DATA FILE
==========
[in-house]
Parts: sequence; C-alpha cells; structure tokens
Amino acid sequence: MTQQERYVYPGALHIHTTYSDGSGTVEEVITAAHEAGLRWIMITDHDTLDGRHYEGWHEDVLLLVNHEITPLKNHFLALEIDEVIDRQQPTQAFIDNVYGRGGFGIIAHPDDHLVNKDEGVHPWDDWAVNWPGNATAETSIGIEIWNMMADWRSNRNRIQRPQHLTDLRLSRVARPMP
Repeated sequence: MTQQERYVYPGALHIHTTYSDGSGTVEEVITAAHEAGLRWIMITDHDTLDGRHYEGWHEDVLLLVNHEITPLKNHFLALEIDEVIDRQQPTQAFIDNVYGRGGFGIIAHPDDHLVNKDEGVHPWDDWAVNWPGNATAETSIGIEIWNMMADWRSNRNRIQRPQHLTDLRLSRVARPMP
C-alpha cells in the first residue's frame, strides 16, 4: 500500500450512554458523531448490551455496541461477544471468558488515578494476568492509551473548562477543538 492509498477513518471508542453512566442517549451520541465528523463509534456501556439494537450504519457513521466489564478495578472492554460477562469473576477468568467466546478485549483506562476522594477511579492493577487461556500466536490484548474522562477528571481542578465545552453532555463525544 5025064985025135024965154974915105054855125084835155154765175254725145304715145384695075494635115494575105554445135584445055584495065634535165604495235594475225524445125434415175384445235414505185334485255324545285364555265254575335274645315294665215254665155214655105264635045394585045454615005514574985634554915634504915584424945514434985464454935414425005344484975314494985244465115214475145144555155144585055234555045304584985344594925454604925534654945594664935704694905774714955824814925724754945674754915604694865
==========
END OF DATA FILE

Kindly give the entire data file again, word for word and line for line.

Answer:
[in-house]
Parts: sequence; C-alpha cells; structure tokens
Amino acid sequence: MTQQERYVYPGALHIHTTYSDGSGTVEEVITAAHEAGLRWIMITDHDTLDGRHYEGWHEDVLLLVNHEITPLKNHFLALEIDEVIDRQQPTQAFIDNVYGRGGFGIIAHPDDHLVNKDEGVHPWDDWAVNWPGNATAETSIGIEIWNMMADWRSNRNRIQRPQHLTDLRLSRVARPMP
Repeated sequence: MTQQERYVYPGALHIHTTYSDGSGTVEEVITAAHEAGLRWIMITDHDTLDGRHYEGWHEDVLLLVNHEITPLKNHFLALEIDEVIDRQQPTQAFIDNVYGRGGFGIIAHPDDHLVNKDEGVHPWDDWAVNWPGNATAETSIGIEIWNMMADWRSNRNRIQRPQHLTDLRLSRVARPMP
C-alpha cells in the first residue's frame, strides 16, 4: 500500500450512554458523531448490551455496541461477544471468558488515578494476568492509551473548562477543538 492509498477513518471508542453512566442517549451520541465528523463509534456501556439494537450504519457513521466489564478495578472492554460477562469473576477468568467466546478485549483506562476522594477511579492493577487461556500466536490484548474522562477528571481542578465545552453532555463525544 5025064985025135024965154974915105054855125084835155154765175254725145304715145384695075494635115494575105554445135584445055584495065634535165604495235594475225524445125434415175384445235414505185334485255324545285364555265254575335274645315294665215254665155214655105264635045394585045454615005514574985634554915634504915584424945514434985464454935414425005344484975314494985244465115214475145144555155144585055234555045304584985344594925454604925534654945594664935704694905774714955824814925724754945674754915604694865